> me the wrong result !!
>
> Here's the relevant bit:
>
> public void DoCalc()
> {
> float winOdds = 49 * 48 * 47 * 46 * 45 * 44;
> // snip
> }
>
> It outputs:
>
> 1.47841293E9
> 720.0
> 2053351.2
>
> But the result should be:
>
> 10,068,347,520
> 720
> 13,983,816

No it shouldn't. float refers to single-precision floating point
scientific values (base two, of course), so ones-digit accuracy may not
possible when working with millions, but the answer would be expressed
(if properly calculated) as something with E7.
>
> Don't believe me? Paste the following into your calc program:
> [snip]
> Am I going crazy? Why doesn't my Java program work?

What Java is doing when it calculates winOdds is it is multiplying the
numbers /as integers/ and then converting to a float. The number
obviously exceeds 2^31-1, so it is rolling over. There are several ways
to avoid this, the easiest being
float winOdds = 1.0f * 49 * 48 * 47 * 46 * 45 * 44;
or
float winOdds = 49.0f * 48 * 47 * 46 * 45 * 44;

The answer is, no, you aren't crazy, but you do need to learn more about
when conversions get applied.
 
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MS
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      04-08-2007
> What's the value of Integer.MAX_VALUE?

Too low for my needs.
Thanks.
 
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MS
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Posts: n/a
 
      04-08-2007
Joshua Cranmer emailed this:
> MS wrote:
>> Hi,
>>
>> I haven't programmed in Java for a while and just wrote a program to
>> calc the odds of winning the British national lottery. BUT it is
>> giving me the wrong result !!
>>
>> Here's the relevant bit:
>>
>> public void DoCalc()
>> {
>> float winOdds = 49 * 48 * 47 * 46 * 45 * 44;
>> // snip
>> }
>>
>> It outputs:
>>
>> 1.47841293E9
>> 720.0
>> 2053351.2
>>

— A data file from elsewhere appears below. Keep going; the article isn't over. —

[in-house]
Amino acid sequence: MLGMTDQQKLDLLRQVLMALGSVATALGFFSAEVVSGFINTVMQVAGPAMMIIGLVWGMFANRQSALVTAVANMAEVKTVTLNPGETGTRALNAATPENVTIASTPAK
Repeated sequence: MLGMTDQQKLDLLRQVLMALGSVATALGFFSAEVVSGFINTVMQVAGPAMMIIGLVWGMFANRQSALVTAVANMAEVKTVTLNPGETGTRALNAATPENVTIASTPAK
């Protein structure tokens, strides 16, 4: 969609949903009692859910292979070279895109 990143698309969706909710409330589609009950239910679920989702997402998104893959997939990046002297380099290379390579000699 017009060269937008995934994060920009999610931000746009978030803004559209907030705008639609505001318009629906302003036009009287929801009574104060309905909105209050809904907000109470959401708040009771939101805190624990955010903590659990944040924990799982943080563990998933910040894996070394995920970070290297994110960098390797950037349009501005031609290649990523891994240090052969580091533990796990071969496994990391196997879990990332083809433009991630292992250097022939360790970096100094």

>> But the result should be:
>>
>> 10,068,347,520
>> 720
>> 13,983,816

> No it shouldn't. float refers to single-precision floating point
> scientific values (base two, of course), so ones-digit accuracy may not
> possible when working with millions, but the answer would be expressed
> (if properly calculated) as something with E7.
>>
>> Don't believe me? Paste the following into your calc program:
>> [snip]
>> Am I going crazy? Why doesn't my Java program work?

> What Java is doing when it calculates winOdds is it is multiplying the
> numbers /as integers/ and then converting to a float. The number
> obviously exceeds 2^31-1, so it is rolling over. There are several ways
> to avoid this, the easiest being
> float winOdds = 1.0f * 49 * 48 * 47 * 46 * 45 * 44;
> or
> float winOdds = 49.0f * 48 * 47 * 46 * 45 * 44;
>
> The answer is, no, you aren't crazy, but you do need to learn more about
> when conversions get applied.


Many thanks for the explanation.

Cheers.
 
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Lew
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Posts: n/a
 
      04-08-2007
MS wrote:
> Arne Vajh├Şj emailed this:
>> MS wrote:
>>> I haven't programmed in Java for a while and just wrote a program to
>>> calc the odds of winning the British national lottery. BUT it is
>>> giving me the wrong result !!
>>>
>>> Here's the relevant bit:
>>>
>>> public void DoCalc()
>>> {
>> > float winOdds = 49 * 48 * 47 * 46 * 45 * 44;

>>